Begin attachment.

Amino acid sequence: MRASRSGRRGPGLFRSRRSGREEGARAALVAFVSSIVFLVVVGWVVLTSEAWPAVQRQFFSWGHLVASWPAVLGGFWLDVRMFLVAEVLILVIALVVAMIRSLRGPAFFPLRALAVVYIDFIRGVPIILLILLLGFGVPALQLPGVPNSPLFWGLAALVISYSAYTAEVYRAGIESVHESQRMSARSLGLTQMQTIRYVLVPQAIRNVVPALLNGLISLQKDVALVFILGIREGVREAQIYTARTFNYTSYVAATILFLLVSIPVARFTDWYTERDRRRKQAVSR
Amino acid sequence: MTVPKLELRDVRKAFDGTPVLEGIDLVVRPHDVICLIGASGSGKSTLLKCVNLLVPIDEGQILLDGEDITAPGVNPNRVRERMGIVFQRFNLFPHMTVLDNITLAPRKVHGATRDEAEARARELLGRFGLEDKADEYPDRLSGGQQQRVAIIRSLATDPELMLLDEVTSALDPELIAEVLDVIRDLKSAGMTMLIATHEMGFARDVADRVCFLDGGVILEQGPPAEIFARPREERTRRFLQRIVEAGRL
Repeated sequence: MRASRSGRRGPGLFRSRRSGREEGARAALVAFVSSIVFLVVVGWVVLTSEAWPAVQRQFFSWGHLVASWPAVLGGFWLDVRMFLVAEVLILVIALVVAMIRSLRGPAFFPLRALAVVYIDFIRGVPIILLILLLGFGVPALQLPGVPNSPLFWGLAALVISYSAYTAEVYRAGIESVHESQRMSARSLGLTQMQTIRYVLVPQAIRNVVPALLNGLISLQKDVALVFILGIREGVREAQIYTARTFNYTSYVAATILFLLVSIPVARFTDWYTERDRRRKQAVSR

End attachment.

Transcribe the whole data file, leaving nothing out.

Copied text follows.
Amino acid sequence: MRASRSGRRGPGLFRSRRSGREEGARAALVAFVSSIVFLVVVGWVVLTSEAWPAVQRQFFSWGHLVASWPAVLGGFWLDVRMFLVAEVLILVIALVVAMIRSLRGPAFFPLRALAVVYIDFIRGVPIILLILLLGFGVPALQLPGVPNSPLFWGLAALVISYSAYTAEVYRAGIESVHESQRMSARSLGLTQMQTIRYVLVPQAIRNVVPALLNGLISLQKDVALVFILGIREGVREAQIYTARTFNYTSYVAATILFLLVSIPVARFTDWYTERDRRRKQAVSR
Amino acid sequence: MTVPKLELRDVRKAFDGTPVLEGIDLVVRPHDVICLIGASGSGKSTLLKCVNLLVPIDEGQILLDGEDITAPGVNPNRVRERMGIVFQRFNLFPHMTVLDNITLAPRKVHGATRDEAEARARELLGRFGLEDKADEYPDRLSGGQQQRVAIIRSLATDPELMLLDEVTSALDPELIAEVLDVIRDLKSAGMTMLIATHEMGFARDVADRVCFLDGGVILEQGPPAEIFARPREERTRRFLQRIVEAGRL
Repeated sequence: MRASRSGRRGPGLFRSRRSGREEGARAALVAFVSSIVFLVVVGWVVLTSEAWPAVQRQFFSWGHLVASWPAVLGGFWLDVRMFLVAEVLILVIALVVAMIRSLRGPAFFPLRALAVVYIDFIRGVPIILLILLLGFGVPALQLPGVPNSPLFWGLAALVISYSAYTAEVYRAGIESVHESQRMSARSLGLTQMQTIRYVLVPQAIRNVVPALLNGLISLQKDVALVFILGIREGVREAQIYTARTFNYTSYVAATILFLLVSIPVARFTDWYTERDRRRKQAVSR